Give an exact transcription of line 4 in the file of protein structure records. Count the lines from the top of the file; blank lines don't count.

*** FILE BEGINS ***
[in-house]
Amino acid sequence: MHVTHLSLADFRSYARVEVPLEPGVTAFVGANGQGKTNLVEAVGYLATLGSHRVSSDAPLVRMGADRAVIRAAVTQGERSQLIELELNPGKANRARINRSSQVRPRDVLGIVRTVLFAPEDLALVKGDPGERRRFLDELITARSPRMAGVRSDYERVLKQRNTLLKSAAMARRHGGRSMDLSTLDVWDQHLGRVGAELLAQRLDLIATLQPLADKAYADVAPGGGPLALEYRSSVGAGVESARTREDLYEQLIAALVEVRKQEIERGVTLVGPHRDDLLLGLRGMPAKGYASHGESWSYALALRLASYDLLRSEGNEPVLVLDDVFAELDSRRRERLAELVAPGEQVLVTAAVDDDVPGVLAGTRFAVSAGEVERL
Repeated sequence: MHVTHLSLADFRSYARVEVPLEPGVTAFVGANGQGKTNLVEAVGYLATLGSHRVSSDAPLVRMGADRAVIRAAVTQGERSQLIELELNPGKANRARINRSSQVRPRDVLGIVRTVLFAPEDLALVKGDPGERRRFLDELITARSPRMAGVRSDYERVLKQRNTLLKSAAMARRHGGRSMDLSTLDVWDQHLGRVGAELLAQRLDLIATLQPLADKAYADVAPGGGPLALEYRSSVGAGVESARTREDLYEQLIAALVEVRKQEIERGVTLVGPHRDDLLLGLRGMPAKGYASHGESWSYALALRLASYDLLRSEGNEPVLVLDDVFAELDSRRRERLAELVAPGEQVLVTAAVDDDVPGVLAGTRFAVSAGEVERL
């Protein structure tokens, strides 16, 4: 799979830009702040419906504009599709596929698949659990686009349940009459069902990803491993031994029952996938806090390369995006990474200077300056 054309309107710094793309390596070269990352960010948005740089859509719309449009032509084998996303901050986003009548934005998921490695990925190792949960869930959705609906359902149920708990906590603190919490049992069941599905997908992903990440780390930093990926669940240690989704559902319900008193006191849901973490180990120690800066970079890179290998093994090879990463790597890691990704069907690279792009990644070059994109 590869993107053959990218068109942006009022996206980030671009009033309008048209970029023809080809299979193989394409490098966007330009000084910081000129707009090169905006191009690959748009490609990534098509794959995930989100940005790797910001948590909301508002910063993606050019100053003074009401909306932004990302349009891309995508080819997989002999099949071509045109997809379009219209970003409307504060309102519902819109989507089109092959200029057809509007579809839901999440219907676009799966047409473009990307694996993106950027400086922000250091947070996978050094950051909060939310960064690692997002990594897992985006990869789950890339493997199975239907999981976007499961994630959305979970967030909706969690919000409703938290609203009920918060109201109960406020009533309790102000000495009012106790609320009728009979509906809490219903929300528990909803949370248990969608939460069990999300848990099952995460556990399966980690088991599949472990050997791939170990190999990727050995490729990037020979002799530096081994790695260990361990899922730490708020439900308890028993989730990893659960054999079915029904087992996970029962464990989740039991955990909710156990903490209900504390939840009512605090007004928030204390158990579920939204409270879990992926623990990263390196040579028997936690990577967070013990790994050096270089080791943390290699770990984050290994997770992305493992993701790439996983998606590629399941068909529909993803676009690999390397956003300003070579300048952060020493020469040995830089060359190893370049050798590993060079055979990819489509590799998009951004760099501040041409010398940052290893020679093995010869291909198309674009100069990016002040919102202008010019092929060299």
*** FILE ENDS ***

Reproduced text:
């Protein structure tokens, strides 16, 4: 799979830009702040419906504009599709596929698949659990686009349940009459069902990803491993031994029952996938806090390369995006990474200077300056 054309309107710094793309390596070269990352960010948005740089859509719309449009032509084998996303901050986003009548934005998921490695990925190792949960869930959705609906359902149920708990906590603190919490049992069941599905997908992903990440780390930093990926669940240690989704559902319900008193006191849901973490180990120690800066970079890179290998093994090879990463790597890691990704069907690279792009990644070059994109 590869993107053959990218068109942006009022996206980030671009009033309008048209970029023809080809299979193989394409490098966007330009000084910081000129707009090169905006191009690959748009490609990534098509794959995930989100940005790797910001948590909301508002910063993606050019100053003074009401909306932004990302349009891309995508080819997989002999099949071509045109997809379009219209970003409307504060309102519902819109989507089109092959200029057809509007579809839901999440219907676009799966047409473009990307694996993106950027400086922000250091947070996978050094950051909060939310960064690692997002990594897992985006990869789950890339493997199975239907999981976007499961994630959305979970967030909706969690919000409703938290609203009920918060109201109960406020009533309790102000000495009012106790609320009728009979509906809490219903929300528990909803949370248990969608939460069990999300848990099952995460556990399966980690088991599949472990050997791939170990190999990727050995490729990037020979002799530096081994790695260990361990899922730490708020439900308890028993989730990893659960054999079915029904087992996970029962464990989740039991955990909710156990903490209900504390939840009512605090007004928030204390158990579920939204409270879990992926623990990263390196040579028997936690990577967070013990790994050096270089080791943390290699770990984050290994997770992305493992993701790439996983998606590629399941068909529909993803676009690999390397956003300003070579300048952060020493020469040995830089060359190893370049050798590993060079055979990819489509590799998009951004760099501040041409010398940052290893020679093995010869291909198309674009100069990016002040919102202008010019092929060299």